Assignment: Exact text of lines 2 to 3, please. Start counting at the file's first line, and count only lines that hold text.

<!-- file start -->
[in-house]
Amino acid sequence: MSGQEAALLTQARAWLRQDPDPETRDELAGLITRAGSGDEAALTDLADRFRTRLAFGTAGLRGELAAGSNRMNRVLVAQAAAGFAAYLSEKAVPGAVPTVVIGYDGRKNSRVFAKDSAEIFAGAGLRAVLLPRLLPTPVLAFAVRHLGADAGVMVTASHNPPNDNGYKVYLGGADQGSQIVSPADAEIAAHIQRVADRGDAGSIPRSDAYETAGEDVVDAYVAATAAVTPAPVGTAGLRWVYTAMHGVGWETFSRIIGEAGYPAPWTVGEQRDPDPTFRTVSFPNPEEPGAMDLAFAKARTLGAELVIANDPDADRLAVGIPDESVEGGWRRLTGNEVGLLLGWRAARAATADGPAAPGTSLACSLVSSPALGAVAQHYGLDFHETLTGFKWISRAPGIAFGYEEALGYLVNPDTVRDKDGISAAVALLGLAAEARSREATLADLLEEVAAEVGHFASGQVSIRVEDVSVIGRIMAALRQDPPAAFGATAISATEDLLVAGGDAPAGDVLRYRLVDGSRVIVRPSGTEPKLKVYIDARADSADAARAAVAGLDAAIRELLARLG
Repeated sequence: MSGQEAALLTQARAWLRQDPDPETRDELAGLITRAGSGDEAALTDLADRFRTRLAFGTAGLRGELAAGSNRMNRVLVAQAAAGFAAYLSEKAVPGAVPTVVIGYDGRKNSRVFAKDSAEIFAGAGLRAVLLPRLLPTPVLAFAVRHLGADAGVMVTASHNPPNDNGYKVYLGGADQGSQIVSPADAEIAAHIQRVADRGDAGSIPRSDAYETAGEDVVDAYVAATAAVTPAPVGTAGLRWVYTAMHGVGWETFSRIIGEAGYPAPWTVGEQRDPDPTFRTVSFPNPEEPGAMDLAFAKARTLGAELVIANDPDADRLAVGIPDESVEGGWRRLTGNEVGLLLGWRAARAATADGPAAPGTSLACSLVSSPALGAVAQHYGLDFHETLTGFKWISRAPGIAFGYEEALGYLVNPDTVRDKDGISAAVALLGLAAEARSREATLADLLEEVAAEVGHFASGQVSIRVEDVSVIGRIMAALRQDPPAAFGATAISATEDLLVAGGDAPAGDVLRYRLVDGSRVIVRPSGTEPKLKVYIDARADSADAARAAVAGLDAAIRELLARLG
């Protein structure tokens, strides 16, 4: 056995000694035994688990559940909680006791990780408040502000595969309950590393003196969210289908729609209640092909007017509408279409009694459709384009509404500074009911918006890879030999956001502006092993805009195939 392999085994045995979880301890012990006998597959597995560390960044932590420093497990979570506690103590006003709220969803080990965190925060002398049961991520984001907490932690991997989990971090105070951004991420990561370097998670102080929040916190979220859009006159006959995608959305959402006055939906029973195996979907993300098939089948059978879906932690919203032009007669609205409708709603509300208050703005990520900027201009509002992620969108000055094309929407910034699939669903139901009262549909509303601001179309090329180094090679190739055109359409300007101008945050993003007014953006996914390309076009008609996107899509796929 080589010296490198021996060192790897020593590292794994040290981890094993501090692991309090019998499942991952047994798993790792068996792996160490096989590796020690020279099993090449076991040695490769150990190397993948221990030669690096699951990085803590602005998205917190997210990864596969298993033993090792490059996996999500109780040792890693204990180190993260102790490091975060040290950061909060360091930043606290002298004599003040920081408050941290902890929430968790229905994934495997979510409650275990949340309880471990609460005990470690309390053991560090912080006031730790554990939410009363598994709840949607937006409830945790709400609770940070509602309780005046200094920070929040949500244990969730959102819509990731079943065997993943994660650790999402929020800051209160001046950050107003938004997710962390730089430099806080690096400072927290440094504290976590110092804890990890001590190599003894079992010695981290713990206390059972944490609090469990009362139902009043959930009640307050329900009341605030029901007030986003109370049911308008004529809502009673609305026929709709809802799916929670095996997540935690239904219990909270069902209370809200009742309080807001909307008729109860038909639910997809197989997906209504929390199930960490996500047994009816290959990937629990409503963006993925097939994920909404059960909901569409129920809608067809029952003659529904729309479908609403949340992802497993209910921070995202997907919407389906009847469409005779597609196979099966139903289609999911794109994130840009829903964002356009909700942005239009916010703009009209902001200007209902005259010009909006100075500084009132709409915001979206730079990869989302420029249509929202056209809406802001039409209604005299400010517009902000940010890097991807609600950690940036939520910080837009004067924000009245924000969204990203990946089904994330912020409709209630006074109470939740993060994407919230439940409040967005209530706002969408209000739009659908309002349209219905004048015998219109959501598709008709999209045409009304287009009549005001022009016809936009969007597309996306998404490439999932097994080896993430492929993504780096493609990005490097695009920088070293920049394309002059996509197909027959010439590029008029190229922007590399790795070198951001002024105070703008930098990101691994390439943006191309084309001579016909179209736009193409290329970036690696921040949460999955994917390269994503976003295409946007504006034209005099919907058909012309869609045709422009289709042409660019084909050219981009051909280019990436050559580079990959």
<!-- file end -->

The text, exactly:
Amino acid sequence: MSGQEAALLTQARAWLRQDPDPETRDELAGLITRAGSGDEAALTDLADRFRTRLAFGTAGLRGELAAGSNRMNRVLVAQAAAGFAAYLSEKAVPGAVPTVVIGYDGRKNSRVFAKDSAEIFAGAGLRAVLLPRLLPTPVLAFAVRHLGADAGVMVTASHNPPNDNGYKVYLGGADQGSQIVSPADAEIAAHIQRVADRGDAGSIPRSDAYETAGEDVVDAYVAATAAVTPAPVGTAGLRWVYTAMHGVGWETFSRIIGEAGYPAPWTVGEQRDPDPTFRTVSFPNPEEPGAMDLAFAKARTLGAELVIANDPDADRLAVGIPDESVEGGWRRLTGNEVGLLLGWRAARAATADGPAAPGTSLACSLVSSPALGAVAQHYGLDFHETLTGFKWISRAPGIAFGYEEALGYLVNPDTVRDKDGISAAVALLGLAAEARSREATLADLLEEVAAEVGHFASGQVSIRVEDVSVIGRIMAALRQDPPAAFGATAISATEDLLVAGGDAPAGDVLRYRLVDGSRVIVRPSGTEPKLKVYIDARADSADAARAAVAGLDAAIRELLARLG
Repeated sequence: MSGQEAALLTQARAWLRQDPDPETRDELAGLITRAGSGDEAALTDLADRFRTRLAFGTAGLRGELAAGSNRMNRVLVAQAAAGFAAYLSEKAVPGAVPTVVIGYDGRKNSRVFAKDSAEIFAGAGLRAVLLPRLLPTPVLAFAVRHLGADAGVMVTASHNPPNDNGYKVYLGGADQGSQIVSPADAEIAAHIQRVADRGDAGSIPRSDAYETAGEDVVDAYVAATAAVTPAPVGTAGLRWVYTAMHGVGWETFSRIIGEAGYPAPWTVGEQRDPDPTFRTVSFPNPEEPGAMDLAFAKARTLGAELVIANDPDADRLAVGIPDESVEGGWRRLTGNEVGLLLGWRAARAATADGPAAPGTSLACSLVSSPALGAVAQHYGLDFHETLTGFKWISRAPGIAFGYEEALGYLVNPDTVRDKDGISAAVALLGLAAEARSREATLADLLEEVAAEVGHFASGQVSIRVEDVSVIGRIMAALRQDPPAAFGATAISATEDLLVAGGDAPAGDVLRYRLVDGSRVIVRPSGTEPKLKVYIDARADSADAARAAVAGLDAAIRELLARLG